var pixels = await bitmap.GetPixelsAsync();
            using (var softwareBitmap = SoftwareBitmap.CreateCopyFromBuffer(
                pixels,
                BitmapPixelFormat.Bgra8,
                bitmap.PixelWidth,
                bitmap.PixelHeight,
                BitmapAlphaMode.Premultiplied))
            {
                var brush = CompositionImageBrush.FromBGRASoftwareBitmap(
                    gridVisual.Compositor,
                    softwareBitmap,
                    new Size(bitmap.PixelWidth, bitmap.PixelHeight));
                mask = brush.Brush;
            }
        }
        return mask;
    }
}

Lastly we need to modify the code for generating the DropShadow to use this new extension method.

private async void Grid_Loaded(object sender, RoutedEventArgs e)
{
    var shadowColor = (Resources["ApplicationForegroundThemeBrush"] as SolidColorBrush).Color;
    var compositor = ElementCompositionPreview.GetElementVisual(Host).Compositor;

    // Create the drop shadow
    var dropShadow = compositor.CreateDropShadow();
    dropShadow.Color = shadowColor;
    dropShadow.BlurRadius = 16;
    dropShadow.Opacity = 20.0f;

    // Use the shape of the element (in this case ShadowContent) to 
    // control shape of shadow
    var mask = await ShadowContent.ShadowAlphaMask();
    dropShadow.Mask = mask;

    // Set the shadow on the visual
    var spriteVisual = compositor.CreateSpriteVisual();
    spriteVisual.Size = new Vector2((float)Host.ActualWidth, (float)Host.ActualHeight);
    spriteVisual.Shadow = dropShadow;
    ElementCompositionPreview.SetElementChildVisual(Host, spriteVisual);
}

Previously we were generating the shadow for an element called Rectangle2 – we’ve updated the code to use ShadowContent and the XAML now looks like.

<Grid Margin="50"
        Height="200"
        Width="200"
        VerticalAlignment="Bottom"
        HorizontalAlignment="Left">
    <Grid x:Name="Host" />
    <StackPanel x:Name="ShadowContent"
                Background="Pink">
        <Rectangle x:Name="Rectangle2"
                    Fill="Turquoise" />
        <TextBox />
        <Button Content="Press me!" />
    </StackPanel>
</Grid>

Ok, so I guess the only thing let to do is to run the application and show you the output.

And there you have it – a nice, easy to use extension method can can return a brush from any element that can be used to mask the DropShadow.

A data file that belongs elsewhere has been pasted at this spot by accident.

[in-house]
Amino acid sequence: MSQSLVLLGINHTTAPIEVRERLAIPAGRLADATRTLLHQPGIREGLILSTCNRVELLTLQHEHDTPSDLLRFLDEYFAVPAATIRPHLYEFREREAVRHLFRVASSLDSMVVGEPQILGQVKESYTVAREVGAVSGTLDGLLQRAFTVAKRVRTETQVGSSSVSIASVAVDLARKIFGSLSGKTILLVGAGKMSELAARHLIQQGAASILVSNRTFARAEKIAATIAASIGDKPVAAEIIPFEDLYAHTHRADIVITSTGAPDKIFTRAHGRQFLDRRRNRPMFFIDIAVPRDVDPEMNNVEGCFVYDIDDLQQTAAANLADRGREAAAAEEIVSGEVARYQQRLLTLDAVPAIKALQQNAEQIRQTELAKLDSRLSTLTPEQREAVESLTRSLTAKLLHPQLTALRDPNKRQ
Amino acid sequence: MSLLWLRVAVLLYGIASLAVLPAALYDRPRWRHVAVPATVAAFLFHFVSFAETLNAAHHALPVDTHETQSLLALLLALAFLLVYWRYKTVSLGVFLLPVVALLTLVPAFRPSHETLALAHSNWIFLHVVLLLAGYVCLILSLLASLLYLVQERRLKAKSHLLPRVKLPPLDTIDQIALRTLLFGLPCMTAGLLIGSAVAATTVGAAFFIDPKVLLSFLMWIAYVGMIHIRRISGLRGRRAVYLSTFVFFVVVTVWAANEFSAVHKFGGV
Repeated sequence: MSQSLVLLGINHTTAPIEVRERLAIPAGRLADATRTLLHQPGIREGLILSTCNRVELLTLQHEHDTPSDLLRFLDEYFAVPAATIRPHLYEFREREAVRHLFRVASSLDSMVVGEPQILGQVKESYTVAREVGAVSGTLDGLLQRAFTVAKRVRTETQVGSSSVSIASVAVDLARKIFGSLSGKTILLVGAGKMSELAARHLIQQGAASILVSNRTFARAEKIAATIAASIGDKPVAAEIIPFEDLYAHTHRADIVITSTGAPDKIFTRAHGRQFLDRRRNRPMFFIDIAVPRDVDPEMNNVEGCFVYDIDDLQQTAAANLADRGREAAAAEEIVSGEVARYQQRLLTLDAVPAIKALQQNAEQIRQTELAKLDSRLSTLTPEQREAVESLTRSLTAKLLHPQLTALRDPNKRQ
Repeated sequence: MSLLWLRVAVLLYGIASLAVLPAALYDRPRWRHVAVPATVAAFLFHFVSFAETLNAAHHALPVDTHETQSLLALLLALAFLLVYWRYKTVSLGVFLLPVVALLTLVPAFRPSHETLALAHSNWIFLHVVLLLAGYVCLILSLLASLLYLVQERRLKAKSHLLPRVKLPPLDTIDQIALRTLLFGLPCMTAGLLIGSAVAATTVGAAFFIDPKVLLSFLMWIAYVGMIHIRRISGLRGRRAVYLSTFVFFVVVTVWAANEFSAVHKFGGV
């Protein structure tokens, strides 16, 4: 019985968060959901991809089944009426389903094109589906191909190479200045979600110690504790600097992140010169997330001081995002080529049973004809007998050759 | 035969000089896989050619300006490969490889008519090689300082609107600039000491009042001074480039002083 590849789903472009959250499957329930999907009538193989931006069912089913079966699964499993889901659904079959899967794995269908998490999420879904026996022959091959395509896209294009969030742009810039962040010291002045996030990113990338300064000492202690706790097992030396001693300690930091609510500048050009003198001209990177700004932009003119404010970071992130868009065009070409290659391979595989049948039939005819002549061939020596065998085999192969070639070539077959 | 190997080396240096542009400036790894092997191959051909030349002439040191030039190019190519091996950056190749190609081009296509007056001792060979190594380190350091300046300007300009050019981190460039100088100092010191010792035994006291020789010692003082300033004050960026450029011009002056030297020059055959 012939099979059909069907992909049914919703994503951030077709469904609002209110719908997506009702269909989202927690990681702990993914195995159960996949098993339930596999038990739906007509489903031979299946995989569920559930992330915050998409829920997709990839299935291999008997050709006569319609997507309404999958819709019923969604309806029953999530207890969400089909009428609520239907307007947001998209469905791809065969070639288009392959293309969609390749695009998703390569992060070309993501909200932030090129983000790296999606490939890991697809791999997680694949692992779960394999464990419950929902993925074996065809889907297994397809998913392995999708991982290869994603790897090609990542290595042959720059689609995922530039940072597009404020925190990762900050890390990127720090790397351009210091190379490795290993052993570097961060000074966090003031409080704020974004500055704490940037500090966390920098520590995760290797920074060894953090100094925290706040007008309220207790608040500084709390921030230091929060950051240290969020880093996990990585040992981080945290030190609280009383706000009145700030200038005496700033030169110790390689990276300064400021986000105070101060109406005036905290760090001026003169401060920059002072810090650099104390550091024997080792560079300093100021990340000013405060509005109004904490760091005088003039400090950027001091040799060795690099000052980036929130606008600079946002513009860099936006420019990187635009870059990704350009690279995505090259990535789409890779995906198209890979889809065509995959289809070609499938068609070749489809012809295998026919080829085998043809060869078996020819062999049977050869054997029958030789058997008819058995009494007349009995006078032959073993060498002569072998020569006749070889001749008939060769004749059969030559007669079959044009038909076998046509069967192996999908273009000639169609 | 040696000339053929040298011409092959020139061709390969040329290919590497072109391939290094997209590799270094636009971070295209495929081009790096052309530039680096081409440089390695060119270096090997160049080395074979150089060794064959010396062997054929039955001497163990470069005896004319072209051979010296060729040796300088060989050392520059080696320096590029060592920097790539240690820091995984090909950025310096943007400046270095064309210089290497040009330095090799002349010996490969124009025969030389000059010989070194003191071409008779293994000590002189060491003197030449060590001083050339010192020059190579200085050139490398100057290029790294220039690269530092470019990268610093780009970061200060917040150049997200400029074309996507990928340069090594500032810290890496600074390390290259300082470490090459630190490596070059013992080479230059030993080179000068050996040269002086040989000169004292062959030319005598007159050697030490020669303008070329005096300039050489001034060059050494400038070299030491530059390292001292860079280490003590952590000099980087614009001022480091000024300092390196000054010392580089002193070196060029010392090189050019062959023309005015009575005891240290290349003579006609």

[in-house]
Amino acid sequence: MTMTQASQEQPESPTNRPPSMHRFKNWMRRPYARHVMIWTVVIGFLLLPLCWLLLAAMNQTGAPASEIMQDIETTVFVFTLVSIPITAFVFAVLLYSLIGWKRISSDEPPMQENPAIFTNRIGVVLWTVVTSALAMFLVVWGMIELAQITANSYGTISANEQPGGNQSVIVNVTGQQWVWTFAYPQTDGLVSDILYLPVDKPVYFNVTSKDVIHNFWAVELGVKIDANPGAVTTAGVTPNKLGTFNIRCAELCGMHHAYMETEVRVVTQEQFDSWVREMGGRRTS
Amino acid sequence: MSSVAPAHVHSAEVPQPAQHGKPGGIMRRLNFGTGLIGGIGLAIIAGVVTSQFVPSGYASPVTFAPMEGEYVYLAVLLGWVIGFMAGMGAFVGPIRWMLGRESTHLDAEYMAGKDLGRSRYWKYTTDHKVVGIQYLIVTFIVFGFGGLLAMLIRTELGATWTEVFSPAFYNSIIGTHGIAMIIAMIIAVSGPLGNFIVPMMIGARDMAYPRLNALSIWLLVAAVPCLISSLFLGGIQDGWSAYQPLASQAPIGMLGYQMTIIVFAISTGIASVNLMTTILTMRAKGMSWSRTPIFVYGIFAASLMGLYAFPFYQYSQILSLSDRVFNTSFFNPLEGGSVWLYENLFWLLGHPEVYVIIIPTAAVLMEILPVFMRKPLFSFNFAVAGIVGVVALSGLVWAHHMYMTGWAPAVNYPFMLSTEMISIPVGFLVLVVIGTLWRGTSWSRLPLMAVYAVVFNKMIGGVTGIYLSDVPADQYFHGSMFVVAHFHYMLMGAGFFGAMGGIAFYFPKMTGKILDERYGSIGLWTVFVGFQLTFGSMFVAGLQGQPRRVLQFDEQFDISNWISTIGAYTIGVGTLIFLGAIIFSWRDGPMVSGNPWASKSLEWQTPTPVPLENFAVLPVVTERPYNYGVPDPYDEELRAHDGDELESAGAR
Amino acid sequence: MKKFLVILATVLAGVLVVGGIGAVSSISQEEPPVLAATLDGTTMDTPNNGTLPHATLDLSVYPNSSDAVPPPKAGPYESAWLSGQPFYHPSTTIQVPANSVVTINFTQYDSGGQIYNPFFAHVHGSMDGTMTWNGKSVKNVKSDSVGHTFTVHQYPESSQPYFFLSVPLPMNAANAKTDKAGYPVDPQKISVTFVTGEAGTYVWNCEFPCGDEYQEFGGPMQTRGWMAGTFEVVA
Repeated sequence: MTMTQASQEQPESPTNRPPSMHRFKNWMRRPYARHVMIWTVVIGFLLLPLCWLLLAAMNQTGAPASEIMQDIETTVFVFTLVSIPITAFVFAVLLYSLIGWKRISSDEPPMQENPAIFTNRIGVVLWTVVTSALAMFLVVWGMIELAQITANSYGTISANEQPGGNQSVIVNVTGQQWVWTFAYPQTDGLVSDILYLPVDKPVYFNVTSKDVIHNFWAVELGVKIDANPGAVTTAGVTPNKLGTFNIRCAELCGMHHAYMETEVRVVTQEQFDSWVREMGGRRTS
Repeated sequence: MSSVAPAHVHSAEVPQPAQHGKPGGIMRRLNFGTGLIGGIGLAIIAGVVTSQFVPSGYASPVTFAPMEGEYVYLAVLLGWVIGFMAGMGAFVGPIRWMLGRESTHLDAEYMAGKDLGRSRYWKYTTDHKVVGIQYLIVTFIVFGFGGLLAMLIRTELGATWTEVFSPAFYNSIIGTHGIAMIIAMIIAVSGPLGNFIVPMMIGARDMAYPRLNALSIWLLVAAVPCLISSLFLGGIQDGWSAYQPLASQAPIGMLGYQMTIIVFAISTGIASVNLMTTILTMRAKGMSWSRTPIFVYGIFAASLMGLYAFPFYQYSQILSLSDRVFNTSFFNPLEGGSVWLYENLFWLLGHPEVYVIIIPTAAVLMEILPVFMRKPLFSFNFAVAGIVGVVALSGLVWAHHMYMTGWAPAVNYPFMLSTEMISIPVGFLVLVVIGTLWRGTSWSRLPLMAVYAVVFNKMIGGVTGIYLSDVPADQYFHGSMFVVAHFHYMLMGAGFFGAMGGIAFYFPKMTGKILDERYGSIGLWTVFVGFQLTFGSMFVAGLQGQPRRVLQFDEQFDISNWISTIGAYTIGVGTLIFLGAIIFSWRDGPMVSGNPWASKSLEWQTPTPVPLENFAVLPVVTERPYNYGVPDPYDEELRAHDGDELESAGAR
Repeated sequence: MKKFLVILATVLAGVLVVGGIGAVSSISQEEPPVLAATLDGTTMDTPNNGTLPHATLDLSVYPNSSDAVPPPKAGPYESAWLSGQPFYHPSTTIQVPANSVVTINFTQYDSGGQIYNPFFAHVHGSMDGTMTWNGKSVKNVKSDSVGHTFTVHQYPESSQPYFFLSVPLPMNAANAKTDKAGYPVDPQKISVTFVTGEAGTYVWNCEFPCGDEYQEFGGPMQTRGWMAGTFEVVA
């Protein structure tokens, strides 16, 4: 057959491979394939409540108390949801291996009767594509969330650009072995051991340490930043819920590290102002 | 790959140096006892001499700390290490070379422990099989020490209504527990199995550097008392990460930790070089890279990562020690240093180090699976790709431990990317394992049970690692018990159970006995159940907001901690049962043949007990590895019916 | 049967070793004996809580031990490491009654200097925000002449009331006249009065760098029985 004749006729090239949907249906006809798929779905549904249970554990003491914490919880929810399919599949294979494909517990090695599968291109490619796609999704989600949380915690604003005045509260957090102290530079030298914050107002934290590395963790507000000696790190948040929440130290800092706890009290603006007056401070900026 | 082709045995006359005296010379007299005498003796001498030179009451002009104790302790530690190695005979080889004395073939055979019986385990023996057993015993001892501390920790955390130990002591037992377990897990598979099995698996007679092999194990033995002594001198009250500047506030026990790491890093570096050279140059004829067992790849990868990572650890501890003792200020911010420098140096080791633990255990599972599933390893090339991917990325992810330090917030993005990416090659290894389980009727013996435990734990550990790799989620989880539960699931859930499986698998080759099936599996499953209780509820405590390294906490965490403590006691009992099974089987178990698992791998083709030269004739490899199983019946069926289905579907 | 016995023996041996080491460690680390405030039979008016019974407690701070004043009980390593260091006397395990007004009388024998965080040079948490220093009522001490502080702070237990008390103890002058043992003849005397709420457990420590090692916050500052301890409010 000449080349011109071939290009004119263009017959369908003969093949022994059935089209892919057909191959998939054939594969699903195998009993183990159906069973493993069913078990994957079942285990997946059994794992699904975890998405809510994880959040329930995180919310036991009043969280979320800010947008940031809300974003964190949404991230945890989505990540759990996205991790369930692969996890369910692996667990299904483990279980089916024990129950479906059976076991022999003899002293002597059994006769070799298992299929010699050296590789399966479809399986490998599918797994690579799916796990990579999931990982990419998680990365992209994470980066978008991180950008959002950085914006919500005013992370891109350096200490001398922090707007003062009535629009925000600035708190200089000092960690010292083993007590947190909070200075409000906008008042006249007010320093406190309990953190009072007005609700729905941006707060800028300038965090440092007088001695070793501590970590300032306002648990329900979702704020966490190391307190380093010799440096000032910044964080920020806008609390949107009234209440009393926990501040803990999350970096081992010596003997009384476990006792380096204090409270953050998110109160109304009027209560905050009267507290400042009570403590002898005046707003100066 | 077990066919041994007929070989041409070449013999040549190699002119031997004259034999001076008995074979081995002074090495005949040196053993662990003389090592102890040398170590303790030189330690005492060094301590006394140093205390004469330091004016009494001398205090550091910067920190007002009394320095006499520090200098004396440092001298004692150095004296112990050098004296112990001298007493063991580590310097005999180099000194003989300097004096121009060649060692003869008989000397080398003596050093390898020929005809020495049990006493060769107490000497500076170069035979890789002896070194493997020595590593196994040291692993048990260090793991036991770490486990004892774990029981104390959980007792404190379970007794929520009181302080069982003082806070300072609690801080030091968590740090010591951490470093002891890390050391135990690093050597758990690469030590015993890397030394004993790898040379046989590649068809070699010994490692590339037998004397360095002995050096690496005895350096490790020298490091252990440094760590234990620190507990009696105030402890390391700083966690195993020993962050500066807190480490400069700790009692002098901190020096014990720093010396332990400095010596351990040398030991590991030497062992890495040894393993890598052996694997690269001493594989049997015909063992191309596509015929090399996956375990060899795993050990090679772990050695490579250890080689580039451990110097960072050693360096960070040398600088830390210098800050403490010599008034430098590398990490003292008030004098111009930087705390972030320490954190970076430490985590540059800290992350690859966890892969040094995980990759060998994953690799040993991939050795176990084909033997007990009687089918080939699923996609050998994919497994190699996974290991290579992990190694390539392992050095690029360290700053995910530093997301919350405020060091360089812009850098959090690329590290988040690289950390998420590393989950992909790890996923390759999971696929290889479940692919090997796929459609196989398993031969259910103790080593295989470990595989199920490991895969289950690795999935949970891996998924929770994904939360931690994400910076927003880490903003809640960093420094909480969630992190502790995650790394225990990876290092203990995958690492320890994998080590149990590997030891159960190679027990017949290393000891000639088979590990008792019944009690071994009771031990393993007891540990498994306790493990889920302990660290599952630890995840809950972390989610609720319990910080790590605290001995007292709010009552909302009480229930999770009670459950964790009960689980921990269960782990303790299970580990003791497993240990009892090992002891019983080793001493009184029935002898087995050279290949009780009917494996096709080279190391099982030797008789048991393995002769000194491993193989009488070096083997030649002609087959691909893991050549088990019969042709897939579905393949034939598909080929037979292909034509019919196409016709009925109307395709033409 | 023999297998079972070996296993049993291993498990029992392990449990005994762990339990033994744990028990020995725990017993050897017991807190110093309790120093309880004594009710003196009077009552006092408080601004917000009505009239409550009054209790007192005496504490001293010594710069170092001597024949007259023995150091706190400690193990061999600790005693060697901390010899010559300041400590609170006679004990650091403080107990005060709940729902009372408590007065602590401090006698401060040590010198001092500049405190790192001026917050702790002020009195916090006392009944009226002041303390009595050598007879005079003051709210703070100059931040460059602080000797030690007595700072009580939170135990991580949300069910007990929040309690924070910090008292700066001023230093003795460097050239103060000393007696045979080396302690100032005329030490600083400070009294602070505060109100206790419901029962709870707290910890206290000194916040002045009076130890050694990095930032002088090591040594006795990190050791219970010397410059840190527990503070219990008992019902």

Shadows in Windows (UWP) XAML Applications – Part 3 – DropShadowPanel

In Part 2 of this series I talked about how to create your own shadow using the DropShadow class. I mentioned that whilst it was easy enough to do, the DropShadow had to be created in code, rather than being applied in XAML. Well the good news is that the team building the Windows Community … Continue reading “Shadows in Windows (UWP) XAML Applications – Part 3 – DropShadowPanel”

In Part 2 of this series I talked about how to create your own shadow using the DropShadow class. I mentioned that whilst it was easy enough to do, the DropShadow had to be created in code, rather than being applied in XAML. Well the good news is that the team building the Windows Community Toolkit say the same issue and have produced the DropShadowPanel which can be used to apply a shadow via XAML.

Let’s again use our two Rectangle series. I’m going to jump straight to the XAML that shows how to use the DropShadowPanel, complete with rounded corners and theme colour support.

<controls:DropShadowPanel BlurRadius="10"
                            ShadowOpacity="1"
                            Color="{ThemeResource ApplicationForegroundThemeColor}"
                            Margin="50"
                            VerticalAlignment="Bottom"
                            HorizontalAlignment="Left"
                            IsMasked="True">
    <Rectangle x:Name="Rectangle2"
                Fill="Turquoise"
                RadiusX="40"
                RadiusY="40"
                Height="200"
                Width="200" />
</controls:DropShadowPanel>

It’s worth noting here that the DropShadowPanel accepts a Color for the shadow, rather than a brush. As such I’ve had to register an additional theme resources.

var foregroundBrush = this.Resources["ApplicationForegroundThemeBrush"] as SolidColorBrush;
Resources["ApplicationForegroundThemeColor"] = foregroundBrush.Color;

And then of course we want to see what this looks like in action.

Note that the DropShadowPanel works in both light (left part of image) and dark (right part of image) themes

One last thing to note before I wrap up this post. You’ll notice in the above XAML that there is an attribute IsMasked that is set to True. This is actually the default value for this property, so could be excluded. However, I wanted to make note of it because it can be toggled to adjust the behaviour of the shadow. For example if I set this attribute to false, we see the following shadow being cast.